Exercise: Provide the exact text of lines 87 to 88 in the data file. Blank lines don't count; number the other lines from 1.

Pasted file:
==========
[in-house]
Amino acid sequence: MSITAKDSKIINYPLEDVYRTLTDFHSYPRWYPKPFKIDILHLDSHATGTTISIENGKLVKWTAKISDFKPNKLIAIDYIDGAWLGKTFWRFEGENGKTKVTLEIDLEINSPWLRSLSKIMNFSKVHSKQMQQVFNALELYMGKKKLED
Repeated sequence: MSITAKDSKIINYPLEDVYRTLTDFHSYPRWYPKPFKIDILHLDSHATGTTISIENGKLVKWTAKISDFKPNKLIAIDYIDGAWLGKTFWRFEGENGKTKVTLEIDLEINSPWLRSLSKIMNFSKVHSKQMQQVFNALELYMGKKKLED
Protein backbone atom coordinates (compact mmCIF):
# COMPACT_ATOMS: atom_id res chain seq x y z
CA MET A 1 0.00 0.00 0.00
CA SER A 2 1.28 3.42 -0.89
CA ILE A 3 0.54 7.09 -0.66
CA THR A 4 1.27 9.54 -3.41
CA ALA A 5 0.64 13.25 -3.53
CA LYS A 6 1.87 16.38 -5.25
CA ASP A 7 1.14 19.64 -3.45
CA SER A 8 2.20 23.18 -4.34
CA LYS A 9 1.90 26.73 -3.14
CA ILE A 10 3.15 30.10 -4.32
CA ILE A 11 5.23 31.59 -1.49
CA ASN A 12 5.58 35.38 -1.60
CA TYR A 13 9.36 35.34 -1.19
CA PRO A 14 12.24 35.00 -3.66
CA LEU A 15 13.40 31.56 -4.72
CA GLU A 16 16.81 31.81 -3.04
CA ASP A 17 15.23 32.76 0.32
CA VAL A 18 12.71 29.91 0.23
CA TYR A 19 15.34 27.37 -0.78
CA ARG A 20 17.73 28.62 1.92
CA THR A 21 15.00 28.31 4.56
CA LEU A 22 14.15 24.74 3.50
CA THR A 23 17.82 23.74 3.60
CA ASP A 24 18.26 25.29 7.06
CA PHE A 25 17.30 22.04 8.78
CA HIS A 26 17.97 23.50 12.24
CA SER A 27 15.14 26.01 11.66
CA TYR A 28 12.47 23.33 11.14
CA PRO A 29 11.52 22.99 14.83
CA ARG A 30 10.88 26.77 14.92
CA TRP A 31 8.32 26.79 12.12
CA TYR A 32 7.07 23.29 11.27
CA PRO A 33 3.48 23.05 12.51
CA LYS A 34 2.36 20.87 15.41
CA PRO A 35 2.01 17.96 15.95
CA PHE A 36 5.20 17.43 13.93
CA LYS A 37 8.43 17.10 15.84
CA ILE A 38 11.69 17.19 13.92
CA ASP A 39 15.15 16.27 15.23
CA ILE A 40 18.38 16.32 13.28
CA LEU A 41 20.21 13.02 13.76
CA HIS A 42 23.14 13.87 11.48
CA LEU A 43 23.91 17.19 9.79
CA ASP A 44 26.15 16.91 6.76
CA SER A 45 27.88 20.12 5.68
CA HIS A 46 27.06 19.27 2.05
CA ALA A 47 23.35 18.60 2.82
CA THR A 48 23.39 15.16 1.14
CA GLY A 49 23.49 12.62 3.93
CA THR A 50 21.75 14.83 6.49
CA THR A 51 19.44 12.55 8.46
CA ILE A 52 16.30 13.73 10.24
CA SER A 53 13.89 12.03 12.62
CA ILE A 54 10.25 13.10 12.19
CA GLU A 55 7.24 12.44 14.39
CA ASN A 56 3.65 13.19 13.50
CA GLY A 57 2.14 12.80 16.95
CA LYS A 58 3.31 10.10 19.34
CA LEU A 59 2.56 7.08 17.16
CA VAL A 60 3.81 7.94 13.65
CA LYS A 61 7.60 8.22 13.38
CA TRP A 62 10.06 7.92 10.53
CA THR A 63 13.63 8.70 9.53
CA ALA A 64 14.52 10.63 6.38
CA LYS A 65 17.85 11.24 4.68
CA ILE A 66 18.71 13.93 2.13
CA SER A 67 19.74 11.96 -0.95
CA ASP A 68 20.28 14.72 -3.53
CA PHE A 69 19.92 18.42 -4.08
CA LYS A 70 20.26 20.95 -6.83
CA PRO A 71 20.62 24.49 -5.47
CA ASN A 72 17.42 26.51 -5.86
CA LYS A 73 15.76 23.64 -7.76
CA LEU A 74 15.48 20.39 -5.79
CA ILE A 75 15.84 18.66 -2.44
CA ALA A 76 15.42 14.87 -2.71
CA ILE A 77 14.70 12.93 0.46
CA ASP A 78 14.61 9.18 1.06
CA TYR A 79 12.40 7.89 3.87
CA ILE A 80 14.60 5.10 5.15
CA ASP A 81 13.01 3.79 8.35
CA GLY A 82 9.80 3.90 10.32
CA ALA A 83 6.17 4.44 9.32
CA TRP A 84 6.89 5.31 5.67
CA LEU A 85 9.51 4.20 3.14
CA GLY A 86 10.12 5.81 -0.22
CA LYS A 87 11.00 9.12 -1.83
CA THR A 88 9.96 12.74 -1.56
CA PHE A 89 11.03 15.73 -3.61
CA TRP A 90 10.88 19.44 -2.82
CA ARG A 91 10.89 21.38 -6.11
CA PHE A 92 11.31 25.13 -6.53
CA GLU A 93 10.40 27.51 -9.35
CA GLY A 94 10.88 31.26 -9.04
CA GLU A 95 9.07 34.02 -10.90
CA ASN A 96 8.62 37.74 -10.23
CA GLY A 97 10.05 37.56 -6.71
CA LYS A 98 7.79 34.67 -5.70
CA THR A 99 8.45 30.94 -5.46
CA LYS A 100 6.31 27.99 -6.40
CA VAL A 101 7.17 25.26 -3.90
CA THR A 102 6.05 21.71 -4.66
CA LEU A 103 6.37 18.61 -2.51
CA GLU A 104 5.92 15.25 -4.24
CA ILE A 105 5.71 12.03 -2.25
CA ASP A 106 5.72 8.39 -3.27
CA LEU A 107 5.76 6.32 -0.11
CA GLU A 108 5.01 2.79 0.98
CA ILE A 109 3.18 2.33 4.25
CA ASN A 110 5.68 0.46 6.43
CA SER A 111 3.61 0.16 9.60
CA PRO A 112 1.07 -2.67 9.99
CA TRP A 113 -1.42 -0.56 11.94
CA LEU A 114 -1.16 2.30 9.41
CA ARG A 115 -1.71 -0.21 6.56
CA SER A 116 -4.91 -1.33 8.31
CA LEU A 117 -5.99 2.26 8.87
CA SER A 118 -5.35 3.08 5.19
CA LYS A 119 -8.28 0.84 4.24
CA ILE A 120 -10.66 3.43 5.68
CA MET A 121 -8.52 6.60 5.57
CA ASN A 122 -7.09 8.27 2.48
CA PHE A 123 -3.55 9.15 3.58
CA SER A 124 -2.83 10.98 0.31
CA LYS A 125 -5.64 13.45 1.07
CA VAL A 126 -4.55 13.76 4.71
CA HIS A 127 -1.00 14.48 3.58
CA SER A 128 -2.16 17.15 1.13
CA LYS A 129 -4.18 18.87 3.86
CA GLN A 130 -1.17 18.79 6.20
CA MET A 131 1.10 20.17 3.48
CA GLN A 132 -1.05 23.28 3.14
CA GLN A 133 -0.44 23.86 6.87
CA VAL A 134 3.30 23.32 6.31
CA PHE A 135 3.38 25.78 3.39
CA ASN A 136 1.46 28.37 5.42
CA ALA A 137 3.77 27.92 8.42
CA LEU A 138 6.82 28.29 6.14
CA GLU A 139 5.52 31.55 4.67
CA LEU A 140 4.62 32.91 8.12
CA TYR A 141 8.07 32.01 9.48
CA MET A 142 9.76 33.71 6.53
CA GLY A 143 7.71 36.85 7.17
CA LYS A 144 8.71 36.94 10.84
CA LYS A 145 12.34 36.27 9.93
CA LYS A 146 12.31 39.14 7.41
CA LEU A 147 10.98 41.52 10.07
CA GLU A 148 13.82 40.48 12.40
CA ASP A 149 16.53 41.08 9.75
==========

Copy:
CA GLY A 82 9.80 3.90 10.32
CA ALA A 83 6.17 4.44 9.32